Three historic Centretown buildings have been in the news involving demolition of one sort or another.
After standing as an empty ruin for almost 10 years, the City of Ottawa has granted the owner of the Somerset House at Bank and Somerset permission to reincorporate the surviving walls into a new structure. With a decade of inaction so far, skeptics may wonder whether this will actually happen.
The 110-year old house at 234 O’Connor Street, despite its designation in 1998 by the City as a heritage building under the Centretown Heritage Conservation District, has been approved for demolition. It was purchased along with the adjacent parking lot from the family that operated the Green Dragon Gift Shop on the mall, and its new owners had asserted that it would cost over $1 million to renovate the 1,100 square foot house. They have promised to convert the land on which the house now stands into a park.
The 49-unit London Arms at 151 Metcalfe Street is slated for demolition. It was bought some time ago by Morguard, the developers of the adjacent 150 Elgin Street tower. The London Arms was built in 1938 for the apartment king Harold Shenkman. This will be the largest residential building demolition that Centretown has seen in decades.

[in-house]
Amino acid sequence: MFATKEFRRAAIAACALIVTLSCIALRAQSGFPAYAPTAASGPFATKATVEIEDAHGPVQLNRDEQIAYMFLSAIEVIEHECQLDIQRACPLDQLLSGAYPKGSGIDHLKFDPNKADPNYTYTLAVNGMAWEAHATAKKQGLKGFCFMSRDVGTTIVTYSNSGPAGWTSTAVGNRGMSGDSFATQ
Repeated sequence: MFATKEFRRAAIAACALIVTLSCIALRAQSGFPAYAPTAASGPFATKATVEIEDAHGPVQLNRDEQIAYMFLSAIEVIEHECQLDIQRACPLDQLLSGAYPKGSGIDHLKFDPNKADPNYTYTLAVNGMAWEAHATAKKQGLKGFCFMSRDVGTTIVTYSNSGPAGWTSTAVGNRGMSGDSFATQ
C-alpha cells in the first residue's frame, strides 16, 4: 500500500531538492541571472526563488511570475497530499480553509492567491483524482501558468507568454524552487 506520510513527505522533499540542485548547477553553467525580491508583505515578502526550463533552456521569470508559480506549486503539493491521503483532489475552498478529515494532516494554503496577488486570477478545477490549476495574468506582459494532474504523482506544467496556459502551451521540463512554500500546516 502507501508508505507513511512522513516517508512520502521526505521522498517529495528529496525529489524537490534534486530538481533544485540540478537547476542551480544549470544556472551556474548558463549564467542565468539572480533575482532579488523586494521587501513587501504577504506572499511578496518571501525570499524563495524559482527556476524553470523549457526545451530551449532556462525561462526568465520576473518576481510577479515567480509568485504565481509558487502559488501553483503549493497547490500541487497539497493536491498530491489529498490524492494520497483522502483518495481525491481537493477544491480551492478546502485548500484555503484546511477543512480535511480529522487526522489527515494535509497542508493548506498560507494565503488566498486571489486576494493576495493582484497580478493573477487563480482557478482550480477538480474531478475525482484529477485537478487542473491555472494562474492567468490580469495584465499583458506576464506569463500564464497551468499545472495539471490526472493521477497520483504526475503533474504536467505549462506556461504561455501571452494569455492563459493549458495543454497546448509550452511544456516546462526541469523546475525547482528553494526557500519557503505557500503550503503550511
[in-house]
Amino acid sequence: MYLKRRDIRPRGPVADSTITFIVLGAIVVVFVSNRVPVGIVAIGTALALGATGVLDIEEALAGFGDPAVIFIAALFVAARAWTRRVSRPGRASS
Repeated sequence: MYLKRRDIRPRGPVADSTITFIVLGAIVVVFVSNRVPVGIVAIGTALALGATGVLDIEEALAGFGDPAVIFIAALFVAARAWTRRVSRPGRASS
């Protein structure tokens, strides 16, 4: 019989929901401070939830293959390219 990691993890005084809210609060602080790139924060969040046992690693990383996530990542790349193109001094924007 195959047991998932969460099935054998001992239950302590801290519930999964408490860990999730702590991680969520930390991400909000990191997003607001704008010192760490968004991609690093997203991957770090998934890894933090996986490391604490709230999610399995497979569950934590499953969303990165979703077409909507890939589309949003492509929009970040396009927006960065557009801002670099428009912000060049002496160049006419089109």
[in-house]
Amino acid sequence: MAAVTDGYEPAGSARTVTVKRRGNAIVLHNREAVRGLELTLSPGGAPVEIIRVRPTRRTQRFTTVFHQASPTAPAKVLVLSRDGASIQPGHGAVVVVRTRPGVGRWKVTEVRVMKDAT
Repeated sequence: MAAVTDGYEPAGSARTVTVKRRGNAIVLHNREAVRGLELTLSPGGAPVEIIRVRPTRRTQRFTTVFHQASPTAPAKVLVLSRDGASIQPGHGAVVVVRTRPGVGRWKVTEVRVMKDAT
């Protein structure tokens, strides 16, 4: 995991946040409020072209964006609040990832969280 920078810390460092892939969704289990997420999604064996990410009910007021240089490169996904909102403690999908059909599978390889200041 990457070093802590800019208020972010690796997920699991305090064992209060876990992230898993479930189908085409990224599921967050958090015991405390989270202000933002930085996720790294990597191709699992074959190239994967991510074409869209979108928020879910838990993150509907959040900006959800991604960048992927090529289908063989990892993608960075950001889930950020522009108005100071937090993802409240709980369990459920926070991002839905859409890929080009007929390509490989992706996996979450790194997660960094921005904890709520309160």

However, the Building Property Condition Assessment report prepared by Morguard’s consultant states, “The site building appears to be in fair condition, commensurate with its age and in comparable standing to other similar residential properties in the area.”
Based on their assessment, “it appears to have been constructed in general accordance with standard building practices in place at the time of construction.” The purpose of the demolition is summarized in the applicant’s proposal: “The building will not be renovated to full occupancy due to the degraded physical condition and life cycle repairs that are required for continued operation of the building.”
The developer is seeking a demolition approval to prepare the site to be “constuction-ready for future development.” No specific redevelopment plans or applications are in place. In the interim the land will be fenced, with landscaping along the Metcalfe and Gloucester Street edges.